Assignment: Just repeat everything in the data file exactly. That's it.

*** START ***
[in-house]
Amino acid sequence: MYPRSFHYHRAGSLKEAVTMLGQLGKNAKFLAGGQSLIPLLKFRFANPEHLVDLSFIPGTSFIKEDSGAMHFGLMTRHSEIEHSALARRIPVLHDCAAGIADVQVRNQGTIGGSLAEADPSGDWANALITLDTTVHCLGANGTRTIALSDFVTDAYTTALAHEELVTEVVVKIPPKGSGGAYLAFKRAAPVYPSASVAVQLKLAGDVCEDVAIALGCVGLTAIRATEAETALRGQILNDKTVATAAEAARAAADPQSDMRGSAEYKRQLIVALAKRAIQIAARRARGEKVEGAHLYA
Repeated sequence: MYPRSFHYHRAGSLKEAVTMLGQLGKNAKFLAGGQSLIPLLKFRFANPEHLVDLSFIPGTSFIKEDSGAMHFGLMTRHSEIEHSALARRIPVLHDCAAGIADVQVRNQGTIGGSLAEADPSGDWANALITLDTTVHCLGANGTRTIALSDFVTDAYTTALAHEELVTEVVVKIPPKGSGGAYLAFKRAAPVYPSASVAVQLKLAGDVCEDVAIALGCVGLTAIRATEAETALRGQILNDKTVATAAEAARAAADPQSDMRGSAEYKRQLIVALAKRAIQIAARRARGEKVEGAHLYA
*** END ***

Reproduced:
[in-house]
Amino acid sequence: MYPRSFHYHRAGSLKEAVTMLGQLGKNAKFLAGGQSLIPLLKFRFANPEHLVDLSFIPGTSFIKEDSGAMHFGLMTRHSEIEHSALARRIPVLHDCAAGIADVQVRNQGTIGGSLAEADPSGDWANALITLDTTVHCLGANGTRTIALSDFVTDAYTTALAHEELVTEVVVKIPPKGSGGAYLAFKRAAPVYPSASVAVQLKLAGDVCEDVAIALGCVGLTAIRATEAETALRGQILNDKTVATAAEAARAAADPQSDMRGSAEYKRQLIVALAKRAIQIAARRARGEKVEGAHLYA
Repeated sequence: MYPRSFHYHRAGSLKEAVTMLGQLGKNAKFLAGGQSLIPLLKFRFANPEHLVDLSFIPGTSFIKEDSGAMHFGLMTRHSEIEHSALARRIPVLHDCAAGIADVQVRNQGTIGGSLAEADPSGDWANALITLDTTVHCLGANGTRTIALSDFVTDAYTTALAHEELVTEVVVKIPPKGSGGAYLAFKRAAPVYPSASVAVQLKLAGDVCEDVAIALGCVGLTAIRATEAETALRGQILNDKTVATAAEAARAAADPQSDMRGSAEYKRQLIVALAKRAIQIAARRARGEKVEGAHLYA